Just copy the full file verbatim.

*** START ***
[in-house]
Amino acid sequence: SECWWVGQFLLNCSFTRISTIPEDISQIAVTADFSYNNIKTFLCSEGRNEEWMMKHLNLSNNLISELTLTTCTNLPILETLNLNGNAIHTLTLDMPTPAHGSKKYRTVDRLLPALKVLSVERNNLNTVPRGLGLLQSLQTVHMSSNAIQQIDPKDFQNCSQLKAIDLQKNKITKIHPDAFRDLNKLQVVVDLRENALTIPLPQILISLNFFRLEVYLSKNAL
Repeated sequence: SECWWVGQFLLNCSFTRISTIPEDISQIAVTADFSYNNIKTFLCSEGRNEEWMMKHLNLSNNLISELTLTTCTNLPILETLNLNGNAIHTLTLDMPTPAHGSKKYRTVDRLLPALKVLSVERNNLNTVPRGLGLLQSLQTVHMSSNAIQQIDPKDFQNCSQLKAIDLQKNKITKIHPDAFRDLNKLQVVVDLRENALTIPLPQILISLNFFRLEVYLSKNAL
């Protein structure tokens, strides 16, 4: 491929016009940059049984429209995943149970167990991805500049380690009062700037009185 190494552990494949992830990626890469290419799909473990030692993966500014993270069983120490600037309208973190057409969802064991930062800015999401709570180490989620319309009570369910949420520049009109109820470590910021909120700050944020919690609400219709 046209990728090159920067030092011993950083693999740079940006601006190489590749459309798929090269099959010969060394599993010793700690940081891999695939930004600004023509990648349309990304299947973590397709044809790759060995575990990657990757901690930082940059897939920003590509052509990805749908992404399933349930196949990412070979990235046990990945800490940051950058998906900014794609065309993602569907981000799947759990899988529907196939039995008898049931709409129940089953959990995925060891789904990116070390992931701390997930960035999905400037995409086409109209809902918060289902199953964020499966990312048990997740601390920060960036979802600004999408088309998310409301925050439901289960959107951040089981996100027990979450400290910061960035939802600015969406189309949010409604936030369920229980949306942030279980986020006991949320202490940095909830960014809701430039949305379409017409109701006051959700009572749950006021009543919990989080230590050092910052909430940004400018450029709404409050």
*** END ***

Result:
[in-house]
Amino acid sequence: SECWWVGQFLLNCSFTRISTIPEDISQIAVTADFSYNNIKTFLCSEGRNEEWMMKHLNLSNNLISELTLTTCTNLPILETLNLNGNAIHTLTLDMPTPAHGSKKYRTVDRLLPALKVLSVERNNLNTVPRGLGLLQSLQTVHMSSNAIQQIDPKDFQNCSQLKAIDLQKNKITKIHPDAFRDLNKLQVVVDLRENALTIPLPQILISLNFFRLEVYLSKNAL
Repeated sequence: SECWWVGQFLLNCSFTRISTIPEDISQIAVTADFSYNNIKTFLCSEGRNEEWMMKHLNLSNNLISELTLTTCTNLPILETLNLNGNAIHTLTLDMPTPAHGSKKYRTVDRLLPALKVLSVERNNLNTVPRGLGLLQSLQTVHMSSNAIQQIDPKDFQNCSQLKAIDLQKNKITKIHPDAFRDLNKLQVVVDLRENALTIPLPQILISLNFFRLEVYLSKNAL
């Protein structure tokens, strides 16, 4: 491929016009940059049984429209995943149970167990991805500049380690009062700037009185 190494552990494949992830990626890469290419799909473990030692993966500014993270069983120490600037309208973190057409969802064991930062800015999401709570180490989620319309009570369910949420520049009109109820470590910021909120700050944020919690609400219709 046209990728090159920067030092011993950083693999740079940006601006190489590749459309798929090269099959010969060394599993010793700690940081891999695939930004600004023509990648349309990304299947973590397709044809790759060995575990990657990757901690930082940059897939920003590509052509990805749908992404399933349930196949990412070979990235046990990945800490940051950058998906900014794609065309993602569907981000799947759990899988529907196939039995008898049931709409129940089953959990995925060891789904990116070390992931701390997930960035999905400037995409086409109209809902918060289902199953964020499966990312048990997740601390920060960036979802600004999408088309998310409301925050439901289960959107951040089981996100027990979450400290910061960035939802600015969406189309949010409604936030369920229980949306942030279980986020006991949320202490940095909830960014809701430039949305379409017409109701006051959700009572749950006021009543919990989080230590050092910052909430940004400018450029709404409050």